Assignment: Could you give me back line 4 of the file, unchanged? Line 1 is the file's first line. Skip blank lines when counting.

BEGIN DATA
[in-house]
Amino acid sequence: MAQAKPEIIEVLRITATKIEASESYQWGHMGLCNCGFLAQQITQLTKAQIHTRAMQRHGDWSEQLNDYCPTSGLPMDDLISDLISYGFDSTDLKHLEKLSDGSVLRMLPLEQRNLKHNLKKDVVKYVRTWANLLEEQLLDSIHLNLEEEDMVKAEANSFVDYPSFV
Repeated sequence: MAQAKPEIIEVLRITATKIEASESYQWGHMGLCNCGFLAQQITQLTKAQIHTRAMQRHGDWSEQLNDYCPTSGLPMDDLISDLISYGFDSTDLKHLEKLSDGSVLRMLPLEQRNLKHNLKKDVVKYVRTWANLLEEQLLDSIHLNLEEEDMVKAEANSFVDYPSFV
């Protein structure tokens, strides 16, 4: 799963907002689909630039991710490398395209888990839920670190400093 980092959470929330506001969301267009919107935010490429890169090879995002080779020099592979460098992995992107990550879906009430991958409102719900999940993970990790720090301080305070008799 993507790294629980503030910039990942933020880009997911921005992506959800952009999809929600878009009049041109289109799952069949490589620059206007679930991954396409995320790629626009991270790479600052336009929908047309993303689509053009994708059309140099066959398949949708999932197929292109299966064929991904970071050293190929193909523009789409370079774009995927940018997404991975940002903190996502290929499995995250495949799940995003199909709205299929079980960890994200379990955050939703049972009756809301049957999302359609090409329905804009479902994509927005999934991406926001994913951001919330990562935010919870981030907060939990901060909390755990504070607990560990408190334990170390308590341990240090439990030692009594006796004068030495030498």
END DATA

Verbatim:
């Protein structure tokens, strides 16, 4: 799963907002689909630039991710490398395209888990839920670190400093 980092959470929330506001969301267009919107935010490429890169090879995002080779020099592979460098992995992107990550879906009430991958409102719900999940993970990790720090301080305070008799 993507790294629980503030910039990942933020880009997911921005992506959800952009999809929600878009009049041109289109799952069949490589620059206007679930991954396409995320790629626009991270790479600052336009929908047309993303689509053009994708059309140099066959398949949708999932197929292109299966064929991904970071050293190929193909523009789409370079774009995927940018997404991975940002903190996502290929499995995250495949799940995003199909709205299929079980960890994200379990955050939703049972009756809301049957999302359609090409329905804009479902994509927005999934991406926001994913951001919330990562935010919870981030907060939990901060909390755990504070607990560990408190334990170390308590341990240090439990030692009594006796004068030495030498």